Thursday 26 February 2009

My advice to authors in these hard times: don't go wide, GO DEEP

One quick check of my blog reader before I go to Costa Coffee to avoid Facebook and I find this link to a nice piece about how the recession is going to make it even tougher to sell books.

The author Novella Carpenter is in nail-biting mode, awaiting the release of her book Farm City: The Education of an Urban Farmer in June 2009.
Holiday book sales were abysmal, and most of the major publishing houses have announced job losses in recent months. One publishing behemoth, HarperCollins, lost 75 percent of its operating income during the first six months of 2008. Over all, the publishing industry has struggled as bookstore sales -- and the economy -- have slowed drastically.
My agent told me the other day that things were not as bad as that yet in the UK, but what's going to stop me being miserable anyway?

The point of Carpenter's article is that authors will just have to work that much harder to promote their books (though we can't all be as good at it as John Green). One editor told her:
"The best advice for today, and really in any financial climate, is to be fanatical and motivated to promote your book ... Do as many events as possible. Become a shameless self-promoter."
Note: Carpenter in fact forgot to mention the title of her book in the article. I had to check out her website. And when I checked out her website, her upcoming book wasn't even promoted on the front page. When you clicked on Publications, the book was listed but there was no link to any promotional page or synopsis whatsoever (and the listing on Amazon doesn't tell us anything either). She's obviously a nice person who ain't shameless. I think we should all pre-order her book.

A writer friend asked me yesterday if she should Twitter as well as Facebook to get her name out there.

I found myself giving the same advice I offered to a client for whom I designed a website.

The client wanted to know if they were doing enough to get their site listed by search engines. Someone had told her she should stick a long list of key words into her code to make sure her site could be found.

My advice: when you are trying to market yourself, don't go wide, go deep.

If you are a children's author writing about aliens, you don't want someone searching for "book" to find you. You want someone searching for "children's book about aliens". It's the quality of the traffic that counts, not the number. You don't want to be found by just anyone. You want people who are actually likely to reach into their wallets.

If you are trying to use social networking sites to raise your profile, sure, set up an account with Facebook, Bebo, MySpace and what have you. But it's better to have one social network that really works for you than half a dozen that don't. It's the quality of the network, not the quantity (ie. You don't want to friend 3,000 people who will never buy your book) ...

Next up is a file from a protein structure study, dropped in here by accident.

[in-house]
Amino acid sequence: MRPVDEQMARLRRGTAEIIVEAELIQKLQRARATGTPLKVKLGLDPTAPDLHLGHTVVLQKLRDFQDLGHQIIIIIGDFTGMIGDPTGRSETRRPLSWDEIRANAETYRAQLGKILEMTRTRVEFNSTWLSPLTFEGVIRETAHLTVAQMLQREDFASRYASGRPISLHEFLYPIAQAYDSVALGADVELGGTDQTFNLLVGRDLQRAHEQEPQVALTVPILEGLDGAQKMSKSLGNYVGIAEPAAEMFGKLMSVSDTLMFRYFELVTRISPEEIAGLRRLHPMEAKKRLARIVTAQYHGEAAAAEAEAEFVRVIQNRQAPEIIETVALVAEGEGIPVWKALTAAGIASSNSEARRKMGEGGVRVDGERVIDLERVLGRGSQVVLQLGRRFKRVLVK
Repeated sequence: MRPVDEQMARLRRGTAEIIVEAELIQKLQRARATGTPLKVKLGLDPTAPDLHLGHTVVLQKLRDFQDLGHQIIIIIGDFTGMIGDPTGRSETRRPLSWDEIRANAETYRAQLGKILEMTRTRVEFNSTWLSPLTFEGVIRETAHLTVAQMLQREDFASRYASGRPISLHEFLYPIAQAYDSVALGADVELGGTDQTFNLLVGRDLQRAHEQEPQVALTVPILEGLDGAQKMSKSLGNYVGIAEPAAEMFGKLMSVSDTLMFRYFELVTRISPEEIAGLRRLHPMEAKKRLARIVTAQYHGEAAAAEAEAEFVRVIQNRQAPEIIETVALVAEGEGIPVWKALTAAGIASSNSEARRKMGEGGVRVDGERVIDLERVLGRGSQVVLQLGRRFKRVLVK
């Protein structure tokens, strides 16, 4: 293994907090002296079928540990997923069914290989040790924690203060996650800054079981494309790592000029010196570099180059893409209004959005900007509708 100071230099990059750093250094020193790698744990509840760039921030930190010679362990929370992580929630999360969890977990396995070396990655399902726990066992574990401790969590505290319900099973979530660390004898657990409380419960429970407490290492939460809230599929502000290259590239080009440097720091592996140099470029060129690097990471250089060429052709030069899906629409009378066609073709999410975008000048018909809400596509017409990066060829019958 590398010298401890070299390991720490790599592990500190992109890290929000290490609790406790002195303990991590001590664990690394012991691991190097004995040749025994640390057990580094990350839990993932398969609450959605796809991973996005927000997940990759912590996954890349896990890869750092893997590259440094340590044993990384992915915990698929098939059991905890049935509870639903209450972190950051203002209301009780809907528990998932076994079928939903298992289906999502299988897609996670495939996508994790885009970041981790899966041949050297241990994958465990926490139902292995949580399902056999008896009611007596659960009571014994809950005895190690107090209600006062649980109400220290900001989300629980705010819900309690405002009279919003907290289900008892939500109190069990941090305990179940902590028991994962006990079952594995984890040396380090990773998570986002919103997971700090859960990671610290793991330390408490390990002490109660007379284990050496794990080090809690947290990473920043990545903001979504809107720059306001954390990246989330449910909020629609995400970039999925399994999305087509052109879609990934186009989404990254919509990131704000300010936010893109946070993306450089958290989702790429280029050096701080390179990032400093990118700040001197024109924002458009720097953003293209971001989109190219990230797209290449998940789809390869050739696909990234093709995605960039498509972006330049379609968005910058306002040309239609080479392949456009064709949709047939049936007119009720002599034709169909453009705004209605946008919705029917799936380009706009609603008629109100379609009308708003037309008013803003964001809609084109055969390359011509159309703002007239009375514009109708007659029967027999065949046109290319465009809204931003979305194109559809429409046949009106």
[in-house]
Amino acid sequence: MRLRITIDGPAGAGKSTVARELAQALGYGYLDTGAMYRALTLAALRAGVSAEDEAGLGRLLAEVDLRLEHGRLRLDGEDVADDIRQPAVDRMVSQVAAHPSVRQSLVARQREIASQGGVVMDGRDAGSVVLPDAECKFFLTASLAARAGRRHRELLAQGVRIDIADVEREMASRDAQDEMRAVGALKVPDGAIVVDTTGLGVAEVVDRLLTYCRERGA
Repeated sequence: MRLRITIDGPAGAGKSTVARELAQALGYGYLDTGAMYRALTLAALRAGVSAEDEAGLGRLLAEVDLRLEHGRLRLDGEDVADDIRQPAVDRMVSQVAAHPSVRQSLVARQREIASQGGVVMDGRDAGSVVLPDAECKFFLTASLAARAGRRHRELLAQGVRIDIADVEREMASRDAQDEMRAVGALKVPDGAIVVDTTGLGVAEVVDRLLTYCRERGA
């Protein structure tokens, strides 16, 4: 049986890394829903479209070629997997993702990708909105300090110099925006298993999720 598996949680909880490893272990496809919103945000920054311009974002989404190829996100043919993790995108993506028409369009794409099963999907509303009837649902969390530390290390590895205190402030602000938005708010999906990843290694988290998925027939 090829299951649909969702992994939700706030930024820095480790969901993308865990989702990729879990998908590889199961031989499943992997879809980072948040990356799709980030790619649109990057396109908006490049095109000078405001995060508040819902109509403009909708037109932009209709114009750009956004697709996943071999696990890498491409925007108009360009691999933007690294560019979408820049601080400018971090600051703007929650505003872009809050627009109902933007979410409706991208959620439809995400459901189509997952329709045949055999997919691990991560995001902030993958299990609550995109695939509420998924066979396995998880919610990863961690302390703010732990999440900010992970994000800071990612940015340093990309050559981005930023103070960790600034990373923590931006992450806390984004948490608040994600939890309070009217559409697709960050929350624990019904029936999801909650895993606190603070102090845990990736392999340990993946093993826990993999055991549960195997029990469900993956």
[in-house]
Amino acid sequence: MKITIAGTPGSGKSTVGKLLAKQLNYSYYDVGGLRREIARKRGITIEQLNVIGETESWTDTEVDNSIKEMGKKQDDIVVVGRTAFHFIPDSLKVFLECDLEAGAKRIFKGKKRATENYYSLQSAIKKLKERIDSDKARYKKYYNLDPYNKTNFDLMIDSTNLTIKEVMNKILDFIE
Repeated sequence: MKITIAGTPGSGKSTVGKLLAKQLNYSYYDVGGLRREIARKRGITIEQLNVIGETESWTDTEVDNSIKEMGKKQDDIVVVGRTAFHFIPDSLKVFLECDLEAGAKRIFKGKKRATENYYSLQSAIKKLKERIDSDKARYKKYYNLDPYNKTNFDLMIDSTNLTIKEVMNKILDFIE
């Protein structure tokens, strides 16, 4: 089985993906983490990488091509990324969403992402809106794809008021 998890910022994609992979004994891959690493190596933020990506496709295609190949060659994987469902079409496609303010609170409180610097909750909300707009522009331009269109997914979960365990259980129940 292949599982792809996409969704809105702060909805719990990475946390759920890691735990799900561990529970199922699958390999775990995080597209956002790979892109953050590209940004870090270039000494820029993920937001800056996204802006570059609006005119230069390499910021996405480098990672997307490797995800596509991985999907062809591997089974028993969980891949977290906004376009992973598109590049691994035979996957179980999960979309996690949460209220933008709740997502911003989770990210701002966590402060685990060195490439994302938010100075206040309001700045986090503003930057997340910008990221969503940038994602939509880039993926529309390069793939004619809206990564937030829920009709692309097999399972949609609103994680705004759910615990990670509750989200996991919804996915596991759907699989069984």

The caveat is that social networking is not just about marketing. And if you'd like to have a go at Twitter, or blogging, or other kinds of social networking , don't let me stop you. But do it because you want to have some fun not just because you're looking for a database to market to.

And of course, we must not forget, as one bookseller reminded Carpenter in the article: "the most important thing is to write an awesome book. That's the biggest hurdle. Just write an awesome book."


Last night I watched Millions again, the story by Frank Cottrell Boyce about a boy who finds a millions of pounds in a holdall by a railway. I had forgotten that it was directed by Danny Boyle, pre-Slumdog. Later, I read this interview of Boyle talking about what sold the script to him —
Basically, page seven where the kid first uses the excuse of his mum's death to gain an advantage - it's a killer moment. You'd think you would examine scripts and weigh them up, but you don't in fact. You read the American ones and they're good and very impressive, but basically when you have a giddy moment like that in a script, that's it.
— it's the scene where the boys tell a shopkeeper, "Me mam's dead" and the shopkeeper immediately hands over some free sweets.

Made me think of rejections. Have you ever received a rejection from an editor or an agent with the words "I liked your book. But I don't love it."

That means your killer moment didn't slay them enough.

Today I resolve to make my killer scene more killer than it is.

1 comment :

  1. great post Candy - If it's ok I'm going to put a post on my blog linking to this.


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